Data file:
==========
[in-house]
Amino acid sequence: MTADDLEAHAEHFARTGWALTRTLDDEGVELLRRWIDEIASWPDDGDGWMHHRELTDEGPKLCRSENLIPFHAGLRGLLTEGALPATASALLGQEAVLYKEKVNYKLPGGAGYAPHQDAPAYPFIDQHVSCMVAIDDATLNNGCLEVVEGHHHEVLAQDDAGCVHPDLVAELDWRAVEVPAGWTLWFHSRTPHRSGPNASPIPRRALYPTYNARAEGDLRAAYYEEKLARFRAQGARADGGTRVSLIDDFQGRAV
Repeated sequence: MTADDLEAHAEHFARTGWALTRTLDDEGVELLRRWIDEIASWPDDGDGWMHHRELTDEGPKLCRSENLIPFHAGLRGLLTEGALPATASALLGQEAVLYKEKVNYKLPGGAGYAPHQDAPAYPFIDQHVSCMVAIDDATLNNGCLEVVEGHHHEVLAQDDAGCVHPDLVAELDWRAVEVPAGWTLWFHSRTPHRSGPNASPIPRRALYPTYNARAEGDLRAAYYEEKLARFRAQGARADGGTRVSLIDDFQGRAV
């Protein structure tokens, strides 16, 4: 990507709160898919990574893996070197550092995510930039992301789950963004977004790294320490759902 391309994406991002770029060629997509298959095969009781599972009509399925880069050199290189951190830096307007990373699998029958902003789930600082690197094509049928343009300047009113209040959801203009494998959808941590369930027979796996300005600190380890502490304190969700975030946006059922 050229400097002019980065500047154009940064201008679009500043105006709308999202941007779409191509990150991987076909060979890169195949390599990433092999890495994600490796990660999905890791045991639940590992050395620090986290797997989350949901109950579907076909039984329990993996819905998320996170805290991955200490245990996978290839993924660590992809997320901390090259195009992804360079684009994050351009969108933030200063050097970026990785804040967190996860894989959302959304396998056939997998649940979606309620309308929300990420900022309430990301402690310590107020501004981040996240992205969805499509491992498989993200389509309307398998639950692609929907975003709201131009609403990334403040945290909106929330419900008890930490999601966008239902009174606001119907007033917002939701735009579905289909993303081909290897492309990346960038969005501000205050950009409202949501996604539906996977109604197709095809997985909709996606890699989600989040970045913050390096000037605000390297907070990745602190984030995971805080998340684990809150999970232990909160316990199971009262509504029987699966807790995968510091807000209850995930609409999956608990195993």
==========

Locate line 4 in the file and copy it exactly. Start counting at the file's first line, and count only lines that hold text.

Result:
């Protein structure tokens, strides 16, 4: 990507709160898919990574893996070197550092995510930039992301789950963004977004790294320490759902 391309994406991002770029060629997509298959095969009781599972009509399925880069050199290189951190830096307007990373699998029958902003789930600082690197094509049928343009300047009113209040959801203009494998959808941590369930027979796996300005600190380890502490304190969700975030946006059922 050229400097002019980065500047154009940064201008679009500043105006709308999202941007779409191509990150991987076909060979890169195949390599990433092999890495994600490796990660999905890791045991639940590992050395620090986290797997989350949901109950579907076909039984329990993996819905998320996170805290991955200490245990996978290839993924660590992809997320901390090259195009992804360079684009994050351009969108933030200063050097970026990785804040967190996860894989959302959304396998056939997998649940979606309620309308929300990420900022309430990301402690310590107020501004981040996240992205969805499509491992498989993200389509309307398998639950692609929907975003709201131009609403990334403040945290909106929330419900008890930490999601966008239902009174606001119907007033917002939701735009579905289909993303081909290897492309990346960038969005501000205050950009409202949501996604539906996977109604197709095809997985909709996606890699989600989040970045913050390096000037605000390297907070990745602190984030995971805080998340684990809150999970232990909160316990199971009262509504029987699966807790995968510091807000209850995930609409999956608990195993």